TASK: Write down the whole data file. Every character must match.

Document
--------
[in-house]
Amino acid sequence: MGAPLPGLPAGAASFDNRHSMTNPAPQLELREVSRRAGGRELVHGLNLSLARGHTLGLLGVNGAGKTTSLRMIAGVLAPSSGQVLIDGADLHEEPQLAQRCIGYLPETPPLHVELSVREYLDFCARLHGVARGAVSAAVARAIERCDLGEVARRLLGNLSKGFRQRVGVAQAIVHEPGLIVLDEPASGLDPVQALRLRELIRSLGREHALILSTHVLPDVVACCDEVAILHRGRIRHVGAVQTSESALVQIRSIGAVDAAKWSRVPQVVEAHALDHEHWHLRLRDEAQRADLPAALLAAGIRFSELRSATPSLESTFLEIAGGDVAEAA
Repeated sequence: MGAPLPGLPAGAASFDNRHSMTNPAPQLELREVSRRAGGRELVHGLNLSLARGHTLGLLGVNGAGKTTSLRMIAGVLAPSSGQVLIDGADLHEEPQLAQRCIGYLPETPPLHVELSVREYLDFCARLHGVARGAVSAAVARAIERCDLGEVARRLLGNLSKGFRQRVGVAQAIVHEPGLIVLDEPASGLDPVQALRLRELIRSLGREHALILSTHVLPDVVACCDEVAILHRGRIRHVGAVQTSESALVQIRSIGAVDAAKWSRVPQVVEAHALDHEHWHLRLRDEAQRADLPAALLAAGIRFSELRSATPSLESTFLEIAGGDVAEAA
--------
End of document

[in-house]
Amino acid sequence: MGAPLPGLPAGAASFDNRHSMTNPAPQLELREVSRRAGGRELVHGLNLSLARGHTLGLLGVNGAGKTTSLRMIAGVLAPSSGQVLIDGADLHEEPQLAQRCIGYLPETPPLHVELSVREYLDFCARLHGVARGAVSAAVARAIERCDLGEVARRLLGNLSKGFRQRVGVAQAIVHEPGLIVLDEPASGLDPVQALRLRELIRSLGREHALILSTHVLPDVVACCDEVAILHRGRIRHVGAVQTSESALVQIRSIGAVDAAKWSRVPQVVEAHALDHEHWHLRLRDEAQRADLPAALLAAGIRFSELRSATPSLESTFLEIAGGDVAEAA
Repeated sequence: MGAPLPGLPAGAASFDNRHSMTNPAPQLELREVSRRAGGRELVHGLNLSLARGHTLGLLGVNGAGKTTSLRMIAGVLAPSSGQVLIDGADLHEEPQLAQRCIGYLPETPPLHVELSVREYLDFCARLHGVARGAVSAAVARAIERCDLGEVARRLLGNLSKGFRQRVGVAQAIVHEPGLIVLDEPASGLDPVQALRLRELIRSLGREHALILSTHVLPDVVACCDEVAILHRGRIRHVGAVQTSESALVQIRSIGAVDAAKWSRVPQVVEAHALDHEHWHLRLRDEAQRADLPAALLAAGIRFSELRSATPSLESTFLEIAGGDVAEAA